Renault’s new Captur (pronounced as if it had the ‘e’ on the end) has received some mixed reviews, but most of the reaction is positive, with the negatives pretty negligible. Maybe everyone isn’t crazy about the colour schemes (eight of them based around blue, orange or monochrome themes, and the blue and cream scheme is reminiscent to some of Italian police cars.) However, getting past the surface stuff, the Captur is a very drivable, comfortable and economical example of the ‘urban crossover’.
The company’s website describes a Captur as “a sporty crossover with a flowing and athletic body language. . .” and goes on to wax lyrical about its design strategy with words such as ‘sensuous’ and
‘muscular; one review mentions these traits as part of the Captur’s appeal to women.
This is not a rough tough hell-or-high-water type SUV; it’s not meant to climb rocky escarpments or highball through swamps, but it will take you most places you’d want to go in safety and comfort, which is saying quite a lot.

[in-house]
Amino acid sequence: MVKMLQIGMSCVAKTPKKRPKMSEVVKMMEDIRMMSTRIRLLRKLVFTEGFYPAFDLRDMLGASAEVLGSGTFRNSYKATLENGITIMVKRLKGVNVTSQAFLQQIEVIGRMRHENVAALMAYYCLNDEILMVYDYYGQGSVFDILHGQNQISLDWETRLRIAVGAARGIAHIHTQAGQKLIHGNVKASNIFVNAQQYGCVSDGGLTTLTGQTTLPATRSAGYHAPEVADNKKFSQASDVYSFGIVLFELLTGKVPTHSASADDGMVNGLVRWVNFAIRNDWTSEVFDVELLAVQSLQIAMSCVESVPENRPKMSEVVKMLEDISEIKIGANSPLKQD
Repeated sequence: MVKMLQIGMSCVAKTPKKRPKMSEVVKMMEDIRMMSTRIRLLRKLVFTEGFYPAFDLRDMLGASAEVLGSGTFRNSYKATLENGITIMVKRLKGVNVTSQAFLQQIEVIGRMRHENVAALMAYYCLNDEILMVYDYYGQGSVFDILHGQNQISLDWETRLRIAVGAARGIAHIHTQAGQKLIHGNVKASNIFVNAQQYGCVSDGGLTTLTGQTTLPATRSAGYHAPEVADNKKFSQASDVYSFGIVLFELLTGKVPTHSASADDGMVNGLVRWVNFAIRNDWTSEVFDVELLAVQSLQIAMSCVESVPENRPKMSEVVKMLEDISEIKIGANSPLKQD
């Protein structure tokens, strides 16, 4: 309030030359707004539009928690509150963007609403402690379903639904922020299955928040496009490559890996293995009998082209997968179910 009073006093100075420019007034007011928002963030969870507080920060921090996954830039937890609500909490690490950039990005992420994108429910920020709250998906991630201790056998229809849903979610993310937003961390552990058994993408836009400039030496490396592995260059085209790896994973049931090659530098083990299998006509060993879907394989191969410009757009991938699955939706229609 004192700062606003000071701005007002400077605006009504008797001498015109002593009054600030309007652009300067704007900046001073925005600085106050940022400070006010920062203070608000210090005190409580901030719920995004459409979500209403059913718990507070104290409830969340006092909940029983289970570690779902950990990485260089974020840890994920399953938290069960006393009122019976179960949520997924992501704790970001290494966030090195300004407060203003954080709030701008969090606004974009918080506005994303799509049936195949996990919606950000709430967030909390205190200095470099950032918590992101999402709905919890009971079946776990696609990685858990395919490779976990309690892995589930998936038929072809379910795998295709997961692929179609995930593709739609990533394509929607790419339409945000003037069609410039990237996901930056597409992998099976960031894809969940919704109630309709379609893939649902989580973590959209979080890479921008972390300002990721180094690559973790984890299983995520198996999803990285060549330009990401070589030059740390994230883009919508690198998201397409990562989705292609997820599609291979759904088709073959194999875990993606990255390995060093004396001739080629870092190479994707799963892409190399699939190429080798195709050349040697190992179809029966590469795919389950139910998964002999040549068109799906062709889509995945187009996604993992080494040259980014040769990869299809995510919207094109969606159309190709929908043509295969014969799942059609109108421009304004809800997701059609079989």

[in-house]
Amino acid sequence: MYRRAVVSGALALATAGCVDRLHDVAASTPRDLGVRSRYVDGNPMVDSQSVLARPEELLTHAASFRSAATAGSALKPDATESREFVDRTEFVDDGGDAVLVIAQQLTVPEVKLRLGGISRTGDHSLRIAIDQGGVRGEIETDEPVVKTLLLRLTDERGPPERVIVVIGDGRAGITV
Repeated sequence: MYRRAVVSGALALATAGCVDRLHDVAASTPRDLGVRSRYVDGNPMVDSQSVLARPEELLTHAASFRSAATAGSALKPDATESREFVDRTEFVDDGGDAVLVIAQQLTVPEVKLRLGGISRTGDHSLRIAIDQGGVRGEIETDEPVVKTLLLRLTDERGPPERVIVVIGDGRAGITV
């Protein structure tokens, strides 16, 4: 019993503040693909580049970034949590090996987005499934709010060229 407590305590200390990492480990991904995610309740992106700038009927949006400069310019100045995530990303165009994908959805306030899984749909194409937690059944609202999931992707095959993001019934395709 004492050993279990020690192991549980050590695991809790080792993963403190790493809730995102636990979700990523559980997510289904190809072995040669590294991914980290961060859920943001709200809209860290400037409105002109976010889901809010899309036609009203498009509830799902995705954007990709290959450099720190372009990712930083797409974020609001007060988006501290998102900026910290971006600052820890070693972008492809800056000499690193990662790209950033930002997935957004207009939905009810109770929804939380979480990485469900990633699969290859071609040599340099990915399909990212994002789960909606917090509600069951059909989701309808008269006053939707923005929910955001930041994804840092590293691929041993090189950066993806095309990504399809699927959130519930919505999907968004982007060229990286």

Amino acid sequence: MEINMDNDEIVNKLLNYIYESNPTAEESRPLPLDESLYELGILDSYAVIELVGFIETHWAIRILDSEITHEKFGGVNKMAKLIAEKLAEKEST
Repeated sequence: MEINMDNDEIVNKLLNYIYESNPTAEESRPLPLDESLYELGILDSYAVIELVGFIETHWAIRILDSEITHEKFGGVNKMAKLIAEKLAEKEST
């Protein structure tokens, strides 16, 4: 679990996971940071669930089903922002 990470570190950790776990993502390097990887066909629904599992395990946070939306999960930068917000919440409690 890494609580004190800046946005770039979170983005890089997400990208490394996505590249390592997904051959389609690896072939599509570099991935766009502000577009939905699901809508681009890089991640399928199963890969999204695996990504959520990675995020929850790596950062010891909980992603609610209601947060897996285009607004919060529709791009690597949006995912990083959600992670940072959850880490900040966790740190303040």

There are three choices in the engine department, all turbo-charged: the three cylinder .9-litre Tce and the four cylinder 1.2-litre TCe petrol engines and a four cylinder 1.5-litre dCi diesel. The first comes with a 5-speed manual transmission, the second with a 6-speed automatic and the diesel with a 5-speed in either automatic or manual.
Most observers seem to think the diesel will sell best in the UK, as it’s the newest version of a well known and trusted engine. The Captur diesel is also surprisingly quiet and its performance is impressive, with a well-engineered gearbox that provides a smoothly powerful feel.
Reviewers who have test-driven a Captur find it definitely worthy of notice and quite likely to outsell most of its competition. It has green credentials with 99g per kilometre of carbon emissions, and the diesel averages better than 76mpg. With a price range that starts at £12,495, Captur is set to win quite a few popularity contests when it hits dealer showrooms this summer.